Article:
Admiral Sir David Williams, who has died
aged 90, was an inspirational leader of men, a successful sea captain and wise senior
important appointment was as Director of Naval Plans in the MoD 1966-68 during
a period of turmoil in government policy.
Within weeks of Williams taking over, the Secretary of State for
Defence, Denis Healey, published a Defence review which included the abolition
of fixed-wing carrier aviation, and the Navy Minister, Christopher Mayhew, and First
Sea Lord, Admiral Sir David Luce, had resigned in protest.
Healey and Prime
Minister Wilson lauded their review as a blueprint for the rest of the century,
but within months it was clear that, given Britain’s financial penury, it was
only one more short-term attempt to meet Defence commitments from an inadequate
and declining budget.
The new First Sea
Lord, Admiral Sir Varyl Begg, set up the Future Fleet Working Party, of which Williams
was a key member, to advise on the shape and size of the Navy without carriers. The working party was given a clean sheet to
work on and six months in which to report: when the Foreign Office declined to give
an opinion on Britain’s overseas interests, the working party made its own
assessments. When it recommended a ‘through
deck cruiser’ which would deploy helicopters and vertical take-off fighters and
airborne radar pickets, Begg, who believed that missiles would replace all
aircraft, publicly rejected their report, and sacked its leader.
of the working party insisted that their recommendations were the logical
outcome of their study, and, despite subsequent arguments about whether the
‘through deck cruiser’ (the Invincible
class) was or was not a carrier, the working party’s recommendations on this as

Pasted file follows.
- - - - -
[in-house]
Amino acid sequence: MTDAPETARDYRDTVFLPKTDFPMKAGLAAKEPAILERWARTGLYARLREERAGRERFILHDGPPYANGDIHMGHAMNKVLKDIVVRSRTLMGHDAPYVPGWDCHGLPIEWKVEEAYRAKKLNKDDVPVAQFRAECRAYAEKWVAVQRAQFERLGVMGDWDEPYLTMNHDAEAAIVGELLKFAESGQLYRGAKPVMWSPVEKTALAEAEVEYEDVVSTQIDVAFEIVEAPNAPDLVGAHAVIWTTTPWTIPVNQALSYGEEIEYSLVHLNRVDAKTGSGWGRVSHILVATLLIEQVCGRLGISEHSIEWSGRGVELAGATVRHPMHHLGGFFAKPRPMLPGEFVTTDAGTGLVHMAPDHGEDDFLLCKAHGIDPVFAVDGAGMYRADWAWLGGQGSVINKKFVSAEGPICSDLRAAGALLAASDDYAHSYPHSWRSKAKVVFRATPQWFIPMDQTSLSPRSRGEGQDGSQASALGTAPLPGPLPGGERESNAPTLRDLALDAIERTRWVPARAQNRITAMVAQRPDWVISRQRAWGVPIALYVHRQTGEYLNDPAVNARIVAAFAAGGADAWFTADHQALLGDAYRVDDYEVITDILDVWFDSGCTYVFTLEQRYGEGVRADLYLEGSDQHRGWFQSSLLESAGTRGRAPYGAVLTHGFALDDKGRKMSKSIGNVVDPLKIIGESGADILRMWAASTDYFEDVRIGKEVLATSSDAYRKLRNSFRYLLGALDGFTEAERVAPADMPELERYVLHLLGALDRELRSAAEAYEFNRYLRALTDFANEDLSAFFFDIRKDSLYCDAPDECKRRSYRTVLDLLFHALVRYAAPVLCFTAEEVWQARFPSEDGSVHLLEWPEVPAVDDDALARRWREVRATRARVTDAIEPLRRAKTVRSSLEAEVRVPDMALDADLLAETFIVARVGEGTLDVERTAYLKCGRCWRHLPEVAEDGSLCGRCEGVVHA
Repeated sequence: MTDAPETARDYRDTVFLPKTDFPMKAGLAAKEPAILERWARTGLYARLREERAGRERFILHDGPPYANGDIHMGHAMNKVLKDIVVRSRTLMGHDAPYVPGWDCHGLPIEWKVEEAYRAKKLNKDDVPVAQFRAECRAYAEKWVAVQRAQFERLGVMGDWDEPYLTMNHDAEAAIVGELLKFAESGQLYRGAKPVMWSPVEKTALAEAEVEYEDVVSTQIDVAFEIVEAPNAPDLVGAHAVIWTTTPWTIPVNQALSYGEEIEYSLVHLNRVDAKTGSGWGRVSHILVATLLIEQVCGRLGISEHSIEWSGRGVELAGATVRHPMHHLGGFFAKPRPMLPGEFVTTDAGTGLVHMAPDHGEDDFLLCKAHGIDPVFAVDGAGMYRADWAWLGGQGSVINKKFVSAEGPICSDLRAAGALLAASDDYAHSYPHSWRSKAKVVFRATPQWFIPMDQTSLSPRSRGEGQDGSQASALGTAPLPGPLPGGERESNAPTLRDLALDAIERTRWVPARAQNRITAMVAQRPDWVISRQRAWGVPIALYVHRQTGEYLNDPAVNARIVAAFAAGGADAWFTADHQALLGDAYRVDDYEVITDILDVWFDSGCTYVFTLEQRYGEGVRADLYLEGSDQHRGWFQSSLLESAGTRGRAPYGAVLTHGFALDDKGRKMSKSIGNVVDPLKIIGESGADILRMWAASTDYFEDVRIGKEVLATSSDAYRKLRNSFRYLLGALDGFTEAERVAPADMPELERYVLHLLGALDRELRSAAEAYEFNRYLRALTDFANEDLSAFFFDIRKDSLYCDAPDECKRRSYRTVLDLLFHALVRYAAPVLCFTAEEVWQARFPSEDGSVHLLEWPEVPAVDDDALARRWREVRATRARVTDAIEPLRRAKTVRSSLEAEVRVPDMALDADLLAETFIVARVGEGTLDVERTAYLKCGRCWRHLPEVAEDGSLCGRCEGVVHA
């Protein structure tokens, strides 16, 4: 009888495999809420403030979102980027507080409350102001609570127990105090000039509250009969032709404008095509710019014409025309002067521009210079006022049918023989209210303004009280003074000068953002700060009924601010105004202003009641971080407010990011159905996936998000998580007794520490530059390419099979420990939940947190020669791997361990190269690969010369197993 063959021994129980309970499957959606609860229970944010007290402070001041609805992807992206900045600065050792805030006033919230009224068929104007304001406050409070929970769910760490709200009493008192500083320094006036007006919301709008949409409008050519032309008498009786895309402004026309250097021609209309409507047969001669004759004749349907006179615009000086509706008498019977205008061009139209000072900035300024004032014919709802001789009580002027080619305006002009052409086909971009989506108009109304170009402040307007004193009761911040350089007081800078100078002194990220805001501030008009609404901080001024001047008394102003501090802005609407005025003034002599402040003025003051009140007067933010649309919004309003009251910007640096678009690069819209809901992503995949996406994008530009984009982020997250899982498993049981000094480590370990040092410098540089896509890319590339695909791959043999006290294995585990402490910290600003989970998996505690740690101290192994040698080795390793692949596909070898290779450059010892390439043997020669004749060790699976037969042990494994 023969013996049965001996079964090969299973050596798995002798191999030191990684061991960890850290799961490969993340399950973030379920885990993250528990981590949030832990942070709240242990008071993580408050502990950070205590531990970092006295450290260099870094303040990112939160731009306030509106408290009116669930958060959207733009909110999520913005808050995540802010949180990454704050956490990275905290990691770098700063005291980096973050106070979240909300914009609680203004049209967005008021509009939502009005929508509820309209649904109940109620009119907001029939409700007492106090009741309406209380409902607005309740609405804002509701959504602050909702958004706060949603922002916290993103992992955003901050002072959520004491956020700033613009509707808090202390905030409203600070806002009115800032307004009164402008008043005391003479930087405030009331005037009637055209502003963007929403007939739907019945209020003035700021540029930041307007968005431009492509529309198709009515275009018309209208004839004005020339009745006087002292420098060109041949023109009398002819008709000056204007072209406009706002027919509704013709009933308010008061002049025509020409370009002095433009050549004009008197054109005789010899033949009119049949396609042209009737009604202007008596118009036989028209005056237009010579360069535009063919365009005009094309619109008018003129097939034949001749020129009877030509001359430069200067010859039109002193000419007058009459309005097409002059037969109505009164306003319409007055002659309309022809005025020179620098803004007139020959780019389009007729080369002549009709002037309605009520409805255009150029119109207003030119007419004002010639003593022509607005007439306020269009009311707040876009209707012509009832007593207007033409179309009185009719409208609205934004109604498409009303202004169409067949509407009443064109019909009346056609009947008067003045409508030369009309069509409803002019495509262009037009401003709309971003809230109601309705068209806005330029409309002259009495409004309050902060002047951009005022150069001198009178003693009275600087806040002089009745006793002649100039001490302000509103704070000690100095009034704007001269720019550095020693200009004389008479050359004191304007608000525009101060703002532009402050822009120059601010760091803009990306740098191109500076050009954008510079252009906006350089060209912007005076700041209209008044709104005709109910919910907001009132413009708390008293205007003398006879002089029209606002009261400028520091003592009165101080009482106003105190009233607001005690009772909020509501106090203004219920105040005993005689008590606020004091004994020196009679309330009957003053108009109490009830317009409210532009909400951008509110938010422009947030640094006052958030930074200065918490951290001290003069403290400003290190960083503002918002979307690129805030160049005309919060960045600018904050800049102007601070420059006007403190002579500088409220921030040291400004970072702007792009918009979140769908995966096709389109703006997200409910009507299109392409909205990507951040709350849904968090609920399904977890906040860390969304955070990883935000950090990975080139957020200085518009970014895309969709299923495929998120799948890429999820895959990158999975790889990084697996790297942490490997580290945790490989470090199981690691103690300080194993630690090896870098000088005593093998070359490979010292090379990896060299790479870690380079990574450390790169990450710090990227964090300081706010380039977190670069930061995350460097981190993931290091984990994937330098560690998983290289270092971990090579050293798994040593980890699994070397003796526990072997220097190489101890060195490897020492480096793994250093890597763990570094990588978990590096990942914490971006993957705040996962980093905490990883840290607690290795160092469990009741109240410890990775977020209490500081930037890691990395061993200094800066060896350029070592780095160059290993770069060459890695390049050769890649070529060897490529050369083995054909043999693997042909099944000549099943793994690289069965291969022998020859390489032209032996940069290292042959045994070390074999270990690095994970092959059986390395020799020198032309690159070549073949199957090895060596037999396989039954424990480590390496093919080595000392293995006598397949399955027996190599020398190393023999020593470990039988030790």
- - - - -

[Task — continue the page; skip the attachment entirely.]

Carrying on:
on many other matters, stood the test of time and of war. All its members, including Williams, achieved
high rank and, just as important, were able to maintain a continuity of policy
for the next two decades.
David Williams was
born on October 22, 1921 in Ashford, Kent and was educated at Yardley Court
Prep and the Royal Naval College, Dartmouth.
His ambition to
join the Navy was fuelled by boyhood reading of the naval adventure stories by
Taffrail and Bartimeus. His headmaster
at Yardley was Eric Bickmore, and his school friends included Edward Ashmore,
the future First Sea Lord, his brother Peter, who would become Master of the
Royal Household, and Iain Gourlay, a future Commandant General of the Royal
Marines: years later, when Williams invited
their old headmaster to lunch, he greeted them with a brisk “Good morning, boys!”
to which in unison they rose and replied “Good morning, sir!”
at sea as a midshipman coincided with the outbreak of war and he was
continuously at sea for the next six years, apart from four months on sub-lieutenant’s
courses at Portsmouth. He served in five ships: in the old cruiser Emerald under the inspiring Captain Augustus Agar VC; in the destroyer Jaguar; three years in the battlecruiser Renown; and, at age of 23, as first lieutenant of two fleet
destroyers, Paladin in the East
Indies and Quadrant in the British
He recalled the
bitter cold of the first winter in the North Atlantic, on an open bridge with
inadequate clothing, and that war was “99% boredom, 1% acute fear.” By war’s end he had served worldwide and seen
service on the Northern Patrol, the blockade of Germany, Arctic convoys, the